She continued: "I believe that much of university is what you make of it. With some adapting and creativity, I still think you shape your university experience into a positive and memorable one.
"Starting university amidst of a pandemic comes with new challenges, I think there will be different ways to meet people maybe in smaller groups."
Megan Oldham, 18
Studied biology, chemistry, psychology and maths at City & Islington Sixth Form College, planning on going to Durham to study biosciences
Despite initially "feeling okay" by the grading system, Megan later had concerns after the Government announced that there would be different weights to each grading factor.
"I was feeling okay as I have consistently been working at the same grades over the course of the two years.
"[...] I became extremely worried as it is a fully inclusive college and the average grade that students get is far off my predicted so I am worried about being downgraded to a grade that I do not deserve due to the past history of the college," she said.
Ordinarily Megan feels she "[does] much better under the pressure that exams bring and usually did well in mock week with the exams due to being in an ‘exam zone’ mental state.
"In my GCSEs I did much better than what I was predicted and while I am happy with what I was predicted with UCAS I am worried that my results won’t do justice to what I would have received had I sat the exams."
When asked if she had had much contact with the teaching staff at her college, Ms Oldham replied: "Up until the point at which I would have gone on study leave, I was having regular contact with my teachers in the same teaching hours that I would have had if I had been in college [...] We would finish the course and at least have all the knowledge expected when going to university."
As for her own university experience, Ms Oldham admited it may be "limited". Beyond the classes themselves, Megan commented on the living situation: "I will only be living with people who also do the same course as me and I was quite looking forward to having a wide range of people to make friends with, but if it's only my subject it will be limited. I am hoping that labs will still be able to take place though as this is a large part of my course."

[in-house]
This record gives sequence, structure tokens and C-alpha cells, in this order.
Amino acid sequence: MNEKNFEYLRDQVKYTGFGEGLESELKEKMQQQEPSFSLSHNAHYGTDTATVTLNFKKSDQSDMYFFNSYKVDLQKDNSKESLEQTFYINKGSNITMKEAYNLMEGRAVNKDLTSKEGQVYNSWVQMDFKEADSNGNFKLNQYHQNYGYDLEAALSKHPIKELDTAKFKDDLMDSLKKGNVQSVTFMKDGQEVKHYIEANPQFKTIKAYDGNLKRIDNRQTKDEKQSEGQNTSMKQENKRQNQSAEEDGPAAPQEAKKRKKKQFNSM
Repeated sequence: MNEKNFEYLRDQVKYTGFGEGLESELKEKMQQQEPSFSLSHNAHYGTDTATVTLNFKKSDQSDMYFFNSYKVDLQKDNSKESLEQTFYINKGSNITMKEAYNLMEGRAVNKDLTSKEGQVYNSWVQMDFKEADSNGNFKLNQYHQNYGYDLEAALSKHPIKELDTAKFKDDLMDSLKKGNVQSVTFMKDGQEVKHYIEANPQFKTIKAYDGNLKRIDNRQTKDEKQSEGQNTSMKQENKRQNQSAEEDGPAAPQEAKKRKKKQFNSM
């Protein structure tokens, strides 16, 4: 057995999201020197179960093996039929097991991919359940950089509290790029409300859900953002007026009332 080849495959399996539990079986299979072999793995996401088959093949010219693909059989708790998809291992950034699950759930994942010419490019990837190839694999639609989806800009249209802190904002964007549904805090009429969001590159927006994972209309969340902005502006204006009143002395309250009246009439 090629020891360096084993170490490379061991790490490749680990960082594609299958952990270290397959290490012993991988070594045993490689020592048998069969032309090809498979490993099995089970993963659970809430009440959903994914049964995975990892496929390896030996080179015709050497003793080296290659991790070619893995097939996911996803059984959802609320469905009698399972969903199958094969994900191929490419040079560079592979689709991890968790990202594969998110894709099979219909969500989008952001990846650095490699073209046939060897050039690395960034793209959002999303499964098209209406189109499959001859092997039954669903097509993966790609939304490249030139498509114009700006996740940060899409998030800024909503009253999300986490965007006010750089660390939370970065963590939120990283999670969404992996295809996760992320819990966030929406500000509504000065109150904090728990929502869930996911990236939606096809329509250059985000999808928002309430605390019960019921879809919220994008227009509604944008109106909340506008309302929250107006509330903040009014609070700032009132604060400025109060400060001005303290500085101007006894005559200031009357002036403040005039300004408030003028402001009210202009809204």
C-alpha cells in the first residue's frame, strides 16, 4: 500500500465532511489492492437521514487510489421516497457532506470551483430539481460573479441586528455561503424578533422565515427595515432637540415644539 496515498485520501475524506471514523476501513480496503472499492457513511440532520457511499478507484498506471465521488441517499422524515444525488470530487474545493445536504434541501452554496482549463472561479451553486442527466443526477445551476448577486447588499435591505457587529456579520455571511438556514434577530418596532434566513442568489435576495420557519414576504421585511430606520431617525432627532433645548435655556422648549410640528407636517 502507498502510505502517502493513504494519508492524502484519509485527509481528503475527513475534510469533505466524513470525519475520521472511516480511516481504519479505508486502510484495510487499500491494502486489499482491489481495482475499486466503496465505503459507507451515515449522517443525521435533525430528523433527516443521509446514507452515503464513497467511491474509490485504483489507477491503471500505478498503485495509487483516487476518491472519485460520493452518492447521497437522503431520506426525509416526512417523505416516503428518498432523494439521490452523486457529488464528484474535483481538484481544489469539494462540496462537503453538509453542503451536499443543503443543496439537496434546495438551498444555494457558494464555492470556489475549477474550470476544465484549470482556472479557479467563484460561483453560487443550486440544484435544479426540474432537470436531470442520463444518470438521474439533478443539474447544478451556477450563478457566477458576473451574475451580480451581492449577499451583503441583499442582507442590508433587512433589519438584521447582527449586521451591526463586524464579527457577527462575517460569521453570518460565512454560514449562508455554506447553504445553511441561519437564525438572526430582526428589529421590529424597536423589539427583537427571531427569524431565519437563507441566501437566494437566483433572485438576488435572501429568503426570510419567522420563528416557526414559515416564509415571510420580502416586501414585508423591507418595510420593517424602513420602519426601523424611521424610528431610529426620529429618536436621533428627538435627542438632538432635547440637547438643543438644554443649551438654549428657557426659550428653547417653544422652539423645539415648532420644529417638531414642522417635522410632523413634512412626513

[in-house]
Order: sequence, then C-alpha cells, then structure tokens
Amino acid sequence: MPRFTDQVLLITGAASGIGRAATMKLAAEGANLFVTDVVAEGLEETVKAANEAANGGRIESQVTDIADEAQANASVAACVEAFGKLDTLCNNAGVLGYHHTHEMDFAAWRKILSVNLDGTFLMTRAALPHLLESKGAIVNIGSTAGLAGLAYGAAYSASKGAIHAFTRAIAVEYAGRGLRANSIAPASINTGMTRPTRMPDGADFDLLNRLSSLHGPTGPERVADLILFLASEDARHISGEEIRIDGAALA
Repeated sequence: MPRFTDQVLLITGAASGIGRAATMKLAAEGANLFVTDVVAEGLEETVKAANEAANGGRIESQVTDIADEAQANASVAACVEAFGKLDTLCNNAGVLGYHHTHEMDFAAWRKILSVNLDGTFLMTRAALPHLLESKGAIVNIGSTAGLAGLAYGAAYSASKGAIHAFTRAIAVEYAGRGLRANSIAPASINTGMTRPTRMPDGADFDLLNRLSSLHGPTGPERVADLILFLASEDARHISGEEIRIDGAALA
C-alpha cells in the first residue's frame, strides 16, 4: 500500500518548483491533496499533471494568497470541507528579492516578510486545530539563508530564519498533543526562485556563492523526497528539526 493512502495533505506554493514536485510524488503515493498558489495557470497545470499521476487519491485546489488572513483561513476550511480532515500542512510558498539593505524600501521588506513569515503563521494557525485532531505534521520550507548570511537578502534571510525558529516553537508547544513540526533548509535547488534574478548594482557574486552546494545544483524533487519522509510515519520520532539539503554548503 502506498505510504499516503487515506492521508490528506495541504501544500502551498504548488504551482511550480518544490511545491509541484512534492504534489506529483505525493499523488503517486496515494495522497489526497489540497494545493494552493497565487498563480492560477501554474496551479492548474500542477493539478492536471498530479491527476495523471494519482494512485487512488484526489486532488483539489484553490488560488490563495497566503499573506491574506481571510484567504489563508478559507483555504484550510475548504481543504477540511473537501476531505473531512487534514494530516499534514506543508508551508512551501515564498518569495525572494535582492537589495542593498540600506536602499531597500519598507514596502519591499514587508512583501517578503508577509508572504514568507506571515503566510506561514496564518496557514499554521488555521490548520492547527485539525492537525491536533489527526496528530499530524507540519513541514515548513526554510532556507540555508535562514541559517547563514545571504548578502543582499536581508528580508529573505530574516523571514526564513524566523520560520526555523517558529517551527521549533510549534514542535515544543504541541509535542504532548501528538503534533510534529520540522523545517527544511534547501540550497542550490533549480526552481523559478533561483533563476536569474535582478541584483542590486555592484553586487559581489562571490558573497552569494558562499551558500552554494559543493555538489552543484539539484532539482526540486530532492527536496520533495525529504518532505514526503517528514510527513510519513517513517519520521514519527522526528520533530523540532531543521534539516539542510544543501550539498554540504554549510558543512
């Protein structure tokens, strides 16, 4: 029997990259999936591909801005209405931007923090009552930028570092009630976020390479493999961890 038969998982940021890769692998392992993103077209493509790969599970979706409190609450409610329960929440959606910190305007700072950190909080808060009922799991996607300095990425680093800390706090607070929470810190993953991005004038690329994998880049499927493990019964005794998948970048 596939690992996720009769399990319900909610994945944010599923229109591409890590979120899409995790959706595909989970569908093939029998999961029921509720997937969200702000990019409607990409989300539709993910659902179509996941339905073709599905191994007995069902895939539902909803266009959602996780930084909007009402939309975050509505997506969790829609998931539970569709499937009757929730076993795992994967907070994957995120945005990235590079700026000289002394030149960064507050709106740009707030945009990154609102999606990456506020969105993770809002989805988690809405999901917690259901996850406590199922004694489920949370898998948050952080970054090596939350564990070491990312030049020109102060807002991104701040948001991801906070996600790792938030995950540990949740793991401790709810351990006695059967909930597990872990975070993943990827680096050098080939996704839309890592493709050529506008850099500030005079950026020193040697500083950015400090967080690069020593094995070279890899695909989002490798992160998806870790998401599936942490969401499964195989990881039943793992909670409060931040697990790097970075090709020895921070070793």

Natraya Thomas, 18
Studied biology, history and politics at A-level, planning on going to Plymouth to study nursing
Natraya was also sceptical about how the grading system would work: "I feel really upset about the way they're predicting grades. When we first found out that we weren't going to be sitting exams everybody I knew was in hysterics assuming that they would use just mock and predicted grades.
"However, the class rating system and using how well schools/ colleges would usually get does not accurately show how the work of the individual."
She continued: "Exams are completely different from mock tests and class assessments in so many ways, so I feel most people are better at exams.
"When schools closed and we were told we weren't going to sit exams, there was not one class syllabus that we had finished - but there was still so much time left. The months running up to exams are the most stressful because it's the time when you spend all of your time studying and preparing for them; so I feel that work cannot be reflected in predictions of mock results.
"I have no confidence in the results I will receive."
When in comes to contact with her teachers, Ms Thomas said: "I haven't spoken to any of my teachers since April because there really is no reason to.
"I have returned my school books and have been informed on what will happen on results day but have had no actual contact with my teachers; they can't answer any of my questions because they know as much as we do."
Sophie Howard, 18
Planning on going to the University of Sheffield to study politics with modern languages
Unlike the other students we spoke to, Sophie feels like the grading method is probably the best solution: "Although it’s not ideal, I think this method of collating past results from assessments and mocks is probably the best way to get an overall view of how someone performs.
"Many people were worried they would just look at results from one mock so hopefully the results we’re given will be appropriate for what we’ve already achieved."
What's more, she's "confident they can’t throw a random letter at me for no reason," as "if the board are looking at all our other work, then we worked for those grades and they’re quite consistent ."
Ms Howard is also optimistic about her university experience: "Yeah Freshers is a big part of what I pictured moving to uni to be like, it’s a shame.
"I’m hopeful that because everyone’s in the same boat, we’ll all still want to do it at some point, even if it’s in 2021. "
She continued: "The same goes for meeting people really, I’m hoping there will be more flat parties and people might all make more of an effort to chat and make friends themselves rather than in societies or subjects," before adding, "we’re there for at least 3 years, even if they’re on Zoom at the start I’m sure we’ll get to a proper lecture at some point!"
Results Day is on Thursday, August 13. We will be following up with the students in this article to see how they got on.